The degrees of genes in the protein physical interaction network were retrieved from the Human Protein Reference Database (HPRD) . To compare the function distribution of the genes in different categories, we used Gene Ontology (GO) Biological Process for protein function annotation. Gene Ontology annotations of 12,715 human genes were downloaded from NCBI  and the classifications based on biological processes were used. Similar to Zhou et al. , a GO node is referred as informative if it covers more than 500 genes, and none of its descendant nodes cover that many genes. 25 GO informative nodes were defined according to the criterion. To test whether UEHGs, disease genes or other genes were over/under represented in each of the 25 function categories, we used hyper-geometric distribution to calculate the p-value.
Gene length information was retrieved from UCSC genome table browser . All the genes were first mapped to their refSeq IDs for length information retrieval. To assess the significance of the difference in the length of genes in different categories, Wilcoxon rank sum test was used to calculate the p-value.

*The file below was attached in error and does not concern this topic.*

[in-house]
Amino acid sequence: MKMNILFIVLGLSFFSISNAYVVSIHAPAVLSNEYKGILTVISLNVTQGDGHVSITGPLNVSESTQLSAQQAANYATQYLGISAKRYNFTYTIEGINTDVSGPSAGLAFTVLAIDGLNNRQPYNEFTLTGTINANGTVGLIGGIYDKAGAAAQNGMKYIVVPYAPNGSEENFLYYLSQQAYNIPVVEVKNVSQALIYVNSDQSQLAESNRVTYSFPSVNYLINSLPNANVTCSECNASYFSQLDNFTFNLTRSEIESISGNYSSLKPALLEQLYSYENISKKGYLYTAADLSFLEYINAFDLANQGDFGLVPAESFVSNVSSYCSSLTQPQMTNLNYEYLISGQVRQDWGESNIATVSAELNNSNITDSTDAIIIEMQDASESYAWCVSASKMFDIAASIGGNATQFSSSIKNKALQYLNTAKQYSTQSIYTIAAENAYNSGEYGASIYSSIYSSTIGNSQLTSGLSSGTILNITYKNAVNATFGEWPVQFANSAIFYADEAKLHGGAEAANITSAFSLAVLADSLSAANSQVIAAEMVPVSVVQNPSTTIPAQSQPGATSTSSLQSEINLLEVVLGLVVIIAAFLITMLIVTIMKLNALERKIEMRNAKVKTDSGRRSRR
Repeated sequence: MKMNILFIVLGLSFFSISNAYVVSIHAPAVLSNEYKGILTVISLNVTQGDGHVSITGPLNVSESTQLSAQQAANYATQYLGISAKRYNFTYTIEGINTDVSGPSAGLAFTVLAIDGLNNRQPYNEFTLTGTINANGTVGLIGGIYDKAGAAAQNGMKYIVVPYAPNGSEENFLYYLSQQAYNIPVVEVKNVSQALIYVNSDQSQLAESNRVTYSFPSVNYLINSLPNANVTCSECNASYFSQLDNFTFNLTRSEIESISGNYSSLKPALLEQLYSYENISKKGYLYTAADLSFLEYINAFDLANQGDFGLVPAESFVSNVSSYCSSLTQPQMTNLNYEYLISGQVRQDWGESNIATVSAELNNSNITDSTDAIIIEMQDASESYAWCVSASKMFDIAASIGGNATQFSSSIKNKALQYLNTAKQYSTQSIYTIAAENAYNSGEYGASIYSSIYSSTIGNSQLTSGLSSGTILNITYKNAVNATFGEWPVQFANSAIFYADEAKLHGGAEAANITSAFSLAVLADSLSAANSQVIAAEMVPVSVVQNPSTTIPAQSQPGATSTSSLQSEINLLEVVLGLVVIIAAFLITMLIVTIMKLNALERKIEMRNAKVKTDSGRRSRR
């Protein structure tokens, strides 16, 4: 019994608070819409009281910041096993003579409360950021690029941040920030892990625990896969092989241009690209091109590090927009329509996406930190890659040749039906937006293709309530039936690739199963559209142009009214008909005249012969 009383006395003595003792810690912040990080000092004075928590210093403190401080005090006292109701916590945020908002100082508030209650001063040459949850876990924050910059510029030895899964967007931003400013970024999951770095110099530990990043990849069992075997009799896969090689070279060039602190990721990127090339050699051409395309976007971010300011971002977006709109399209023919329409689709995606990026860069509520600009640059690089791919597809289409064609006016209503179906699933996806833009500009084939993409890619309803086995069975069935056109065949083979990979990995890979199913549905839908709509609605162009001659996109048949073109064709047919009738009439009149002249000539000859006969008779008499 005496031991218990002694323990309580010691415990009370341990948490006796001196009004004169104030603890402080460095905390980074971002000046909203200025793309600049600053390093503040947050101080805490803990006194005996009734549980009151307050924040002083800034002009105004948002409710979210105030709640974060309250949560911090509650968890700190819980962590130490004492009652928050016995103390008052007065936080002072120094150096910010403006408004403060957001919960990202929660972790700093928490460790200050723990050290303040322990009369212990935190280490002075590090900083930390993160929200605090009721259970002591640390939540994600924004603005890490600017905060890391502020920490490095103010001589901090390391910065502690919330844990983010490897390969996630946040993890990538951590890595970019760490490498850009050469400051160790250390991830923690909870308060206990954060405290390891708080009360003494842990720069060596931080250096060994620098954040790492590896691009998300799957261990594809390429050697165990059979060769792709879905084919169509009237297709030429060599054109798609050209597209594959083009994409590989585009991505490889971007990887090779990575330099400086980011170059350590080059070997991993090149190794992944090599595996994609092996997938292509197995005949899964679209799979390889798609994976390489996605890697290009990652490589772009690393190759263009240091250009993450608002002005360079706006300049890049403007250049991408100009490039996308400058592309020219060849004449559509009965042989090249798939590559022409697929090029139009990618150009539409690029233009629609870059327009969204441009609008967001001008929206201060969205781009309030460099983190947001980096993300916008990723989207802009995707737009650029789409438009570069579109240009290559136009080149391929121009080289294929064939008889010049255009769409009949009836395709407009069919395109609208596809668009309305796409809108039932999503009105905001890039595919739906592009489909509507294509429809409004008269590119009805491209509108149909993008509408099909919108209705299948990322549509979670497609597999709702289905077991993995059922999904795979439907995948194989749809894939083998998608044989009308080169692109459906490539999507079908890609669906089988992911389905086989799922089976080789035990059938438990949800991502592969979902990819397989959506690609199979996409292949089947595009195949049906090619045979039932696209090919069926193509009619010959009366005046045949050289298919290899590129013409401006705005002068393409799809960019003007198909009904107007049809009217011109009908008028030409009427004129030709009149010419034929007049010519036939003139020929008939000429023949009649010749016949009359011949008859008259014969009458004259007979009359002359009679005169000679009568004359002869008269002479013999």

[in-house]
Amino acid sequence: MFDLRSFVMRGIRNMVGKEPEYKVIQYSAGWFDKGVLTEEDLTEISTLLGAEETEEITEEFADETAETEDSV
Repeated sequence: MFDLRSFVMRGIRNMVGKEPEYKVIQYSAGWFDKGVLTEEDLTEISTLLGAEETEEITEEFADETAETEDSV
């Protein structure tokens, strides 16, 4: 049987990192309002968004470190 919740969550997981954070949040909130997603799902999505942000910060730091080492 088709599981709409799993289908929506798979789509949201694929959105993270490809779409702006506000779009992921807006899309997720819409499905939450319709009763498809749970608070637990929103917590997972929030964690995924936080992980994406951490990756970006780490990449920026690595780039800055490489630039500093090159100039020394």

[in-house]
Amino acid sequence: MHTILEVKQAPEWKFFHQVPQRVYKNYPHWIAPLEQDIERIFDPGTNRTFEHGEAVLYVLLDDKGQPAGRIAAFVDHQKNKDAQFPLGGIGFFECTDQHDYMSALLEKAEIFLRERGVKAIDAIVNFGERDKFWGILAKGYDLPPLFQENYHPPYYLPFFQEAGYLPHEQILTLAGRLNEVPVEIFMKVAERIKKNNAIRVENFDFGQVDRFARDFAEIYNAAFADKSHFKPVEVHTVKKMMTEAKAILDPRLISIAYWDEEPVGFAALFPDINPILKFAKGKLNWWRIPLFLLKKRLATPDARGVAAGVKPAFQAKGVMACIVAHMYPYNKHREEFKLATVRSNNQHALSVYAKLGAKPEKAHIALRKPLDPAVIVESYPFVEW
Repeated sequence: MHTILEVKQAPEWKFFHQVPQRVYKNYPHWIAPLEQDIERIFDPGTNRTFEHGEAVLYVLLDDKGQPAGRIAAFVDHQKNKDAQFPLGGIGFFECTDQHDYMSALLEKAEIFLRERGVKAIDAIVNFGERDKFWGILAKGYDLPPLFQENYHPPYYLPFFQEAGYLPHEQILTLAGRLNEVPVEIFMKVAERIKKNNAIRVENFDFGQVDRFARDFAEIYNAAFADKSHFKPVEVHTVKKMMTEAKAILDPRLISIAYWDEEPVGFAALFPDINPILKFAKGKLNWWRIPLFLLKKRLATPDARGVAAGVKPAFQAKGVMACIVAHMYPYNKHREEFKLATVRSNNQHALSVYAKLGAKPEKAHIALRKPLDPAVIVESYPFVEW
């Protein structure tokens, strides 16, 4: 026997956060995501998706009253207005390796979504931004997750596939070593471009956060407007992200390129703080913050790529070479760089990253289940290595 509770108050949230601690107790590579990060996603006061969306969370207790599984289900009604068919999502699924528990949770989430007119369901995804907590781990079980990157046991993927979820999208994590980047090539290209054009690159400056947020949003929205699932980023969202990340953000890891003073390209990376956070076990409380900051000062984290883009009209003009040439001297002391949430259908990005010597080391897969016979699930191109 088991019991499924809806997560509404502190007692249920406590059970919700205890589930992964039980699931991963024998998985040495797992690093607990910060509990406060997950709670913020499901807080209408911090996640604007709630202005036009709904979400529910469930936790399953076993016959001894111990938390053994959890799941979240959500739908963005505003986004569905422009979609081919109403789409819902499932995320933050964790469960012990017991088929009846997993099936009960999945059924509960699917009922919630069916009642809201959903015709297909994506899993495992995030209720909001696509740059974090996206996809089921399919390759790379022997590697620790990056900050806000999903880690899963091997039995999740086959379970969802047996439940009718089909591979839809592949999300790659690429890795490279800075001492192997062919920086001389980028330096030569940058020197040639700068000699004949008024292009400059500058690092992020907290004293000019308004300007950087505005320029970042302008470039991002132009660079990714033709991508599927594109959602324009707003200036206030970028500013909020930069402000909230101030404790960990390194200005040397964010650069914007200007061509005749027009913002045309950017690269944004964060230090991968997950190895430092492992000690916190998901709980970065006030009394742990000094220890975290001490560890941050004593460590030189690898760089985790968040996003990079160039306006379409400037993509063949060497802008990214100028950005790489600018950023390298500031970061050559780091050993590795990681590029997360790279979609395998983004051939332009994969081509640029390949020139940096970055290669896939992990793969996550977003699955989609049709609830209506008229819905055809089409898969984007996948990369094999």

In the process of collecting various features, some genes were not annotated in certain databases. We limited our comparisons to genes with information. The number of genes included for each comparison can be found in the corresponding tables or figures. For more information on the method and materials, see Additional file 1.
We thank all the reviewers for the great suggestions on revision. We thank Andrew Su and John Hogenesch for answering the question regarding to the expression cutoff value for UEHGs. We also thank Kim Fechtel for providing their classification of genes so we can compare the two gene sets. We thank Matthew Lebo for proofreading the manuscript. This research is supported by NIH/NSF joint mathematical biology initiative DMS-0241102 and by NIH P50 HG 002790.